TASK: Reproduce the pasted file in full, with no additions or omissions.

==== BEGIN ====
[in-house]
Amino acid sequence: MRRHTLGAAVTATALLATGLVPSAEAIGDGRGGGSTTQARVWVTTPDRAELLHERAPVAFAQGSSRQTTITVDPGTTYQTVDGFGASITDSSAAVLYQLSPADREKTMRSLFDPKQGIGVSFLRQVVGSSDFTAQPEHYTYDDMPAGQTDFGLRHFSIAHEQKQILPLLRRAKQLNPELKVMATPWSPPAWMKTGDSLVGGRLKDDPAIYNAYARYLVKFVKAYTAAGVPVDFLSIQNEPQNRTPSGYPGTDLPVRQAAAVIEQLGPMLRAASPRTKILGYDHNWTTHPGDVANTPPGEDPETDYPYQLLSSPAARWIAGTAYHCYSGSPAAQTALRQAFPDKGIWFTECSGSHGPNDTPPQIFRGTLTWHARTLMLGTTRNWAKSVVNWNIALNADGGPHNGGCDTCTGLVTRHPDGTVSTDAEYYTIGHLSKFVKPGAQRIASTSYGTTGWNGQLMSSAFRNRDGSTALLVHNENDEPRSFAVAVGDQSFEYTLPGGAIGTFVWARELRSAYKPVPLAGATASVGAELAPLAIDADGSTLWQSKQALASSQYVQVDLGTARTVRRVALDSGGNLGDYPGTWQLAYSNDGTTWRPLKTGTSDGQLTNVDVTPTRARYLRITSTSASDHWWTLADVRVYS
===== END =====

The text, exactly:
[in-house]
Amino acid sequence: MRRHTLGAAVTATALLATGLVPSAEAIGDGRGGGSTTQARVWVTTPDRAELLHERAPVAFAQGSSRQTTITVDPGTTYQTVDGFGASITDSSAAVLYQLSPADREKTMRSLFDPKQGIGVSFLRQVVGSSDFTAQPEHYTYDDMPAGQTDFGLRHFSIAHEQKQILPLLRRAKQLNPELKVMATPWSPPAWMKTGDSLVGGRLKDDPAIYNAYARYLVKFVKAYTAAGVPVDFLSIQNEPQNRTPSGYPGTDLPVRQAAAVIEQLGPMLRAASPRTKILGYDHNWTTHPGDVANTPPGEDPETDYPYQLLSSPAARWIAGTAYHCYSGSPAAQTALRQAFPDKGIWFTECSGSHGPNDTPPQIFRGTLTWHARTLMLGTTRNWAKSVVNWNIALNADGGPHNGGCDTCTGLVTRHPDGTVSTDAEYYTIGHLSKFVKPGAQRIASTSYGTTGWNGQLMSSAFRNRDGSTALLVHNENDEPRSFAVAVGDQSFEYTLPGGAIGTFVWARELRSAYKPVPLAGATASVGAELAPLAIDADGSTLWQSKQALASSQYVQVDLGTARTVRRVALDSGGNLGDYPGTWQLAYSNDGTTWRPLKTGTSDGQLTNVDVTPTRARYLRITSTSASDHWWTLADVRVYS